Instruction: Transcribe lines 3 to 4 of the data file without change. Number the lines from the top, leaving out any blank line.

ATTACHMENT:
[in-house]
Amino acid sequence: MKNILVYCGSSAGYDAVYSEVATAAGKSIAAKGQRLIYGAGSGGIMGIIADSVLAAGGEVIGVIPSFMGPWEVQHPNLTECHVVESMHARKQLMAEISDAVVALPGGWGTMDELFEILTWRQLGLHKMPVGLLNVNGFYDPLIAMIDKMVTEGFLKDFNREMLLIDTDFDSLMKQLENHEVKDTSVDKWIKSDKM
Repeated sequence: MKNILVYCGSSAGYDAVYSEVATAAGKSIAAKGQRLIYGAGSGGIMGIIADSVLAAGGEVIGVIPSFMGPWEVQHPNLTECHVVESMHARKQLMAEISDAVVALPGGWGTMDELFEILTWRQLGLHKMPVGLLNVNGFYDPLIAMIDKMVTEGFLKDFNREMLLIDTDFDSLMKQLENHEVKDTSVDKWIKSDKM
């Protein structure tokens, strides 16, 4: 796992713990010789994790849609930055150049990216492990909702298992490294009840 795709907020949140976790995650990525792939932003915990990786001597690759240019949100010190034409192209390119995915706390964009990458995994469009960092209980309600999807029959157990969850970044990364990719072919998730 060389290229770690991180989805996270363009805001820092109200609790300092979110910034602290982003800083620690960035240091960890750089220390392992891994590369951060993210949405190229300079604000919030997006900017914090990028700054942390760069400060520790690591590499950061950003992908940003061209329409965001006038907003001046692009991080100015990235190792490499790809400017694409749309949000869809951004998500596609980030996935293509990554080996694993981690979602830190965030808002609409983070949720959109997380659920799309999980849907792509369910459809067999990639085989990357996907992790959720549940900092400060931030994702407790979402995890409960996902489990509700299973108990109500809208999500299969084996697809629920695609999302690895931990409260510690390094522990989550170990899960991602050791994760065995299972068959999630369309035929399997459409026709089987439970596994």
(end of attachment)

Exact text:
Repeated sequence: MKNILVYCGSSAGYDAVYSEVATAAGKSIAAKGQRLIYGAGSGGIMGIIADSVLAAGGEVIGVIPSFMGPWEVQHPNLTECHVVESMHARKQLMAEISDAVVALPGGWGTMDELFEILTWRQLGLHKMPVGLLNVNGFYDPLIAMIDKMVTEGFLKDFNREMLLIDTDFDSLMKQLENHEVKDTSVDKWIKSDKM
């Protein structure tokens, strides 16, 4: 796992713990010789994790849609930055150049990216492990909702298992490294009840 795709907020949140976790995650990525792939932003915990990786001597690759240019949100010190034409192209390119995915706390964009990458995994469009960092209980309600999807029959157990969850970044990364990719072919998730 060389290229770690991180989805996270363009805001820092109200609790300092979110910034602290982003800083620690960035240091960890750089220390392992891994590369951060993210949405190229300079604000919030997006900017914090990028700054942390760069400060520790690591590499950061950003992908940003061209329409965001006038907003001046692009991080100015990235190792490499790809400017694409749309949000869809951004998500596609980030996935293509990554080996694993981690979602830190965030808002609409983070949720959109997380659920799309999980849907792509369910459809067999990639085989990357996907992790959720549940900092400060931030994702407790979402995890409960996902489990509700299973108990109500809208999500299969084996697809629920695609999302690895931990409260510690390094522990989550170990899960991602050791994760065995299972068959999630369309035929399997459409026709089987439970596994």